Amazon has been in the news recently for its new program, Associate Development and Performance Tracker, or “Adapt,” which has dehumanized the most human aspect of a company’s organization: human resources.
Adapt tracks warehouse workers’ productivity and determines how quickly the workers can locate, scan and box packages. Workers who do not meet the required productivity rates will receive automatically generated warnings. After six warnings, Adapt will automatically terminate the worker’s employment, without any human interaction.
Amazon has stated that human supervisors can override the termination; however, this is a reactive solution to the issue of improper automatic terminations, as opposed to a proactive management of the terminations.
Essentially, robots are performing a uniquely human function without any humanity.
This is not to say that Adapt is not a useful and beneficial system for employers. There are many advantages to Adapt and similar technologies. For example, they substantially increase productivity by ensuring that employees are working hard to achieve their targets and they decrease costs by removing underperforming employees. This allows for a more efficient performance management system.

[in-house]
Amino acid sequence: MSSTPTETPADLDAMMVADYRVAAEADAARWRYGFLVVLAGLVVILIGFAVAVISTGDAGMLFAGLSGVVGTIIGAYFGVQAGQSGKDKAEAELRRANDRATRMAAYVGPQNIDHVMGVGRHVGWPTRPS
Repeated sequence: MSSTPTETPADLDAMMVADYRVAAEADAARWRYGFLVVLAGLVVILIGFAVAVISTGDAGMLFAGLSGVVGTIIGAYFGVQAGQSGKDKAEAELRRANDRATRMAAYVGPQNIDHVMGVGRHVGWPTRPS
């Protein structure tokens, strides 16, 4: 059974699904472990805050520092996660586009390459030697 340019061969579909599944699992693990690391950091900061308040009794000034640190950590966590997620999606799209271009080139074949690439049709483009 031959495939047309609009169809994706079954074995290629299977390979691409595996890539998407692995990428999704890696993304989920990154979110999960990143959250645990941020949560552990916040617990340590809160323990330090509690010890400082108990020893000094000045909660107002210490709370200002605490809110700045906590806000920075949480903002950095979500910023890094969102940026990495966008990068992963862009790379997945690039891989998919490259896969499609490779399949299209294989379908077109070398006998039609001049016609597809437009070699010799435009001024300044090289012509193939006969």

Additionally, the automated termination program eliminates bias by ensuring that no human predispositions or prejudice is involved in employment-related decision making.
However, numerous issues and questions arise when computers take over human functions. There is a real and substantiated concern that employees’ jobs will be replaced by computers. Employee morale can be an issue, as workers may feel indignant that they are being monitored in this way and that their continued employment is in the hands of a computer.
Computers can only measure statistics of productivity; they cannot perform human soft skills to take into account human particularities. Employees should also be given support and further training, if necessary, where performance is an issue. A simple warning letter advising of low productivity rates does help the employee improve his/her performance.
While reducing the risk of bias is a great advantage, a computer cannot recognize the individual factors of an employee’s employment. For example, a computer program cannot recognize whether an issue has arisen as a result of an employee being sick. This could result in a wrongful dismissal claim.